The Gobbler

From Wikipedia, the free encyclopedia
Jump to: navigation, search
Former Gobbler Supper Club building in August 2010

The Gobbler was a motel, supper club, and roadside attraction in Johnson Creek, Wisconsin, United States. It was designed in the late 1960s by Fort Atkinson architect Helmut Ajango for local poultry processor Clarence Hartwig and opened in 1967. The menu featured turkey, prime rib and steak. It included a rotating circular bar that completed one revolution every 80 minutes. The Gobbler was at the intersection of Wisconsin Highway 26 and I-94, halfway between Milwaukee and Madison, Wisconsin. It closed in 1992. Coordinates: 43°05′04″N 88°46′13″W / 43.0844°N 88.7702°W / 43.0844; -88.7702


Hartwig's poultry plant was located just south of the supper club and closed in 1971 after Hartwig announced that it was too costly to upgrade the plant to meet new USDA standards. At the time, the plant was the largest employer in Johnson Creek, employing up to 300 workers and processing 30 million pounds of poultry a year. Hartwig's other ventures, the Gobbler supper club, the Cackle Shack restaurant and Gobbler motel remained open.[1]

In 1974, the Wisconsin Equal Rights Division ruled that the restaurant violated the rights of two women by firing them for refusing to wear uniforms that were different from the uniform of male employees. Male waiters and bartenders wore tuxedos, while female waitresses were required to wear "black briefs, fishnet stockings and V-necked hunting jackets."[2] It was the first ruling to find "sex discrimination on the basis of uniforms".[3]

In late May 1992, then-motel and restaurant manager Clyde Hartwig filed a notice with the Village of Johnson Creek stating that the motel and restaurant would "permanently cease operations and close its business"[4] by July 26 of that year. A newspaper article about the closure noted that, when the announcement was made, the operation was struggling, and that a visit showed only "7 tables of about 40 tables" were occupied during the dinner rush, and that "Five vehicles were parked at the motel at the same time". The restaurant closed as scheduled, although a newspaper article published in 1995 claims the motel had stayed open[5] until early that year.


After the Hartwig family sold the building in the early 1990s, several restaurants operated in the building. The first was a Mexican restaurant called "Redondos" in 1995. Others included a roadside diner, "The Round Stone Restaurant", and "The New Gobbler". The last tenant went out of business in mid-2002.[citation needed]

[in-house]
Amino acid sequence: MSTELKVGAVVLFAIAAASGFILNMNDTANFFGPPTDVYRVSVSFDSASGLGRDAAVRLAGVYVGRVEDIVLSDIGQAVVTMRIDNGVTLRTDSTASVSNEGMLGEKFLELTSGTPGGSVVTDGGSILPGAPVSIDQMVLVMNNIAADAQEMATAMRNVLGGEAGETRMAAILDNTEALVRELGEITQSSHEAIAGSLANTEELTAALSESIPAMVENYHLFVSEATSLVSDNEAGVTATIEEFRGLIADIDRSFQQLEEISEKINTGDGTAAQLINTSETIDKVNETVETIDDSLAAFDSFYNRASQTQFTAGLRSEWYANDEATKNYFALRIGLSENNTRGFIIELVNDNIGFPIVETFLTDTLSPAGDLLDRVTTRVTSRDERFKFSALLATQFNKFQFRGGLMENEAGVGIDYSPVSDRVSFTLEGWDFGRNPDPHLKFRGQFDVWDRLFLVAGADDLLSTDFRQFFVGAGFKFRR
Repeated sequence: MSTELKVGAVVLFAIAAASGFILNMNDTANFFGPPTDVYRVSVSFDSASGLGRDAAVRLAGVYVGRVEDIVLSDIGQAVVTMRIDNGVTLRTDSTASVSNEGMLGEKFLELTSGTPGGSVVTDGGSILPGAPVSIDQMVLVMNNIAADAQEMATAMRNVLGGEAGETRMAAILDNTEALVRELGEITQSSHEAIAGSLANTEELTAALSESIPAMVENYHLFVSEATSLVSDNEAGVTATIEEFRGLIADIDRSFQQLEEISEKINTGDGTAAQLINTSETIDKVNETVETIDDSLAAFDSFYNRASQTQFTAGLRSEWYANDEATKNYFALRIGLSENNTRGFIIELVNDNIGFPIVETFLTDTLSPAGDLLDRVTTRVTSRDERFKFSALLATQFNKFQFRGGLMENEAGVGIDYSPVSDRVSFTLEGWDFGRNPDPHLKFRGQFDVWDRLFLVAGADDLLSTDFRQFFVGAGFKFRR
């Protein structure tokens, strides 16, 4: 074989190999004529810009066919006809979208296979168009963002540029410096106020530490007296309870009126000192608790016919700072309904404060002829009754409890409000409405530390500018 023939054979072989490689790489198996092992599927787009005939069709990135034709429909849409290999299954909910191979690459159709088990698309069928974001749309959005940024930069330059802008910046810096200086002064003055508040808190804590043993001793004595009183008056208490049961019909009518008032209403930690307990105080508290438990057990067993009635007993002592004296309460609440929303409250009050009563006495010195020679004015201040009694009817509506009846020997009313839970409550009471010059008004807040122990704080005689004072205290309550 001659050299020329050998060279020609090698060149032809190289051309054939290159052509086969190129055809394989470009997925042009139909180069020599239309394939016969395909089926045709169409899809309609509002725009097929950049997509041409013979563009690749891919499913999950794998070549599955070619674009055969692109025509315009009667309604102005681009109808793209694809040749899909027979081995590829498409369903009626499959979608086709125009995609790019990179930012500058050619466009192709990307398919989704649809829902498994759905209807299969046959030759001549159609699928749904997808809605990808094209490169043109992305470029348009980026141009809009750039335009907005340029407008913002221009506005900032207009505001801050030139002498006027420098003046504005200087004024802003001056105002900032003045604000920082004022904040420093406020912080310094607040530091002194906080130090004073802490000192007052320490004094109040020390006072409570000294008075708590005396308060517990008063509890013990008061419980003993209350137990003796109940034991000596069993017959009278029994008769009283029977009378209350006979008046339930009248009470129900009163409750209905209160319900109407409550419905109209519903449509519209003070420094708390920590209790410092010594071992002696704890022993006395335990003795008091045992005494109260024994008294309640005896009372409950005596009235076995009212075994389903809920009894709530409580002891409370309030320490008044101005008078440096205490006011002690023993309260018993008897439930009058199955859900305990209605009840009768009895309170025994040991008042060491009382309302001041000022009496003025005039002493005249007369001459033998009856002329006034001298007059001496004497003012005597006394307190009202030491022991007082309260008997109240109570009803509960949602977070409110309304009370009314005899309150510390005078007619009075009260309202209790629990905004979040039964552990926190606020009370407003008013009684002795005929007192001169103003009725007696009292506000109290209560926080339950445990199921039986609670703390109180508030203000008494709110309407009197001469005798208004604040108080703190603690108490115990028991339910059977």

In June 2008, the Frank Lloyd Wright Wisconsin Tourism Program hosted "The Gobbler Gala" at the restaurant. The dinner featured talks by Gobbler architect Ajango and Wright historian Sidney Robinson.[6][7]

The owners held an auction of the property and separate items, including the petrified wood that lined the entrance, in December 2009, hoping to recoup some of their costs.[8]

In 2011, the locally produced film Missed Connections was shot on location at the restaurant.


The Gobbler was reopened in December 2015 as the Gobbler Theater by owner Dan Manesis, who bought the property in 2014. The iconic rotating bar remains, as well as the original chairs and some of the decor. The venue will feature aspiring music artists and community events.[9]


Logo used in 1972 for newspaper advertising

Across the street from the supper club, the Gobbler Motel had an adventurous, futuristic Googie architecture design that featured 49 rooms with symbol-shaped waterbeds (such as a heart-shape), 8-track players, round sunken bathtubs,and differently colored shag carpet that extended up the walls in each themed room. According to a 1978 newspaper article, it required two maids to make the motel's round waterbeds, with the maids "hanging by one arm and stretching out a stockinged foot to smooth away wrinkles"[10]

After multiple changes in ownership (including a renaming to the "King Arthur's Inn Motel" in April 1995[5]) and years of unrepaired wear, the motel was abandoned in 2001. Shortly thereafter, the Johnson Creek Fire Department burned the motel to the ground as a "practice fire" for their firefighters. The concrete slab on which the motel was built still remains.

Casino efforts[edit]

There were attempts by the Menominee,[2] Potawatomi and Lac du Flambeau Chippewa tribes in the 1990s to purchase the land for a multimillion-dollar casino, hotel and convention center.[11][12] The land was still for sale in 2007, the motel property for $6.2 million and the restaurant property for $2.3 million.[13]

See also[edit]


  1. ^ Effie Loomer, "Plant Closing Shocks Village", Wisconsin State Journal, February 9, 1971.
  2. ^ a b Mike Ivey, "Hartwig's Gobbler Files Close Notice", Capital Times, May 29, 1992.
  3. ^ Ann Beckmann, "Rules Out Sexy Garb As Job Basis", Capital Times, April 12, 1974, p. 1.
  4. ^ "Fowl Out? Gobbler Gives Closing Notice", Milwaukee Sentinel, May 29, 1992, p. A1.
  5. ^ a b "Restaurant opens at site of Gobbler" The Milwaukee Journal, March 22, 1995, p. B6.
  6. ^ "Architectural Icons Overlap At Gobbler", Wisconsin State Journal, May 23, 2008.
  7. ^ Wright & Like 2008 - On The Road Again.
  8. ^ Barry Adams (2009-12-11). "The Gobbler Supper Club, an icon of Wisconsin kitschiness, heads for the auction block". Wisconsin State Journal. Retrieved 2009-12-11. 
  9. ^ "The Gobbler is coming back to life". WISN. Retrieved 2015-12-12. 
  10. ^ "Velour and Black Satin - Or Quiet Elegance" The Milwaukee Sentinel, Oct. 18, 1978, p. 4.
  11. ^ "Casino Complex next for the Gobbler site?" The Capital Times, June 25, 1999.
  12. ^ Amy Rinard, "Community set to decide whether casino's worth the gamble," Milwaukee Journal Sentinel, June 30, 1999. p. 1.
  13. ^ "Johnson Creek Growth Has Cooled Some", Wisconsin State Journal, October 21, 2007.

External links[edit]